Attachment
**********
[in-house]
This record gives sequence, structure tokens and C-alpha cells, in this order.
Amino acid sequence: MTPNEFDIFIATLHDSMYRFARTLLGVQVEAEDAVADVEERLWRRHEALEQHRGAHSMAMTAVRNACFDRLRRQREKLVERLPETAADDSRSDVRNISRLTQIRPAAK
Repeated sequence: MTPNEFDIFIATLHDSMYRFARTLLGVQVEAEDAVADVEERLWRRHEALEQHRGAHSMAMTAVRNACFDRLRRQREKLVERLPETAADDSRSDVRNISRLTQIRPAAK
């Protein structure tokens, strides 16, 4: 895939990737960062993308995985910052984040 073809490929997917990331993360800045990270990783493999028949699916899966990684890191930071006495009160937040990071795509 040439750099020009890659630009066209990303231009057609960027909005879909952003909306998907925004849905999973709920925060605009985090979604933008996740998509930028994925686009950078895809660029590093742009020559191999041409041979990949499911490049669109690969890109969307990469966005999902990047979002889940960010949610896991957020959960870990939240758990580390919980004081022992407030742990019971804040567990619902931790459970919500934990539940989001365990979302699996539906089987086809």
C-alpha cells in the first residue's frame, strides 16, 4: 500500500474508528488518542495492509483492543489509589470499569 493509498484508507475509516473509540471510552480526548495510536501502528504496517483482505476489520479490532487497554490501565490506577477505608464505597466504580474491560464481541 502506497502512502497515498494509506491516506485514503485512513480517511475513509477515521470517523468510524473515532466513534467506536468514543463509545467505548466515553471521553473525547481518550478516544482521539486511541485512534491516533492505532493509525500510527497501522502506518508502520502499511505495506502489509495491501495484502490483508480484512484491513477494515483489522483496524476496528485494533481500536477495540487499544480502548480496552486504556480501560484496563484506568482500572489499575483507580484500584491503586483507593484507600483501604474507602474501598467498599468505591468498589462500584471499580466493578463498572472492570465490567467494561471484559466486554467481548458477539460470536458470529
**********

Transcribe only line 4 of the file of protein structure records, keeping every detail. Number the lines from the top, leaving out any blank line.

Repeated sequence: MTPNEFDIFIATLHDSMYRFARTLLGVQVEAEDAVADVEERLWRRHEALEQHRGAHSMAMTAVRNACFDRLRRQREKLVERLPETAADDSRSDVRNISRLTQIRPAAK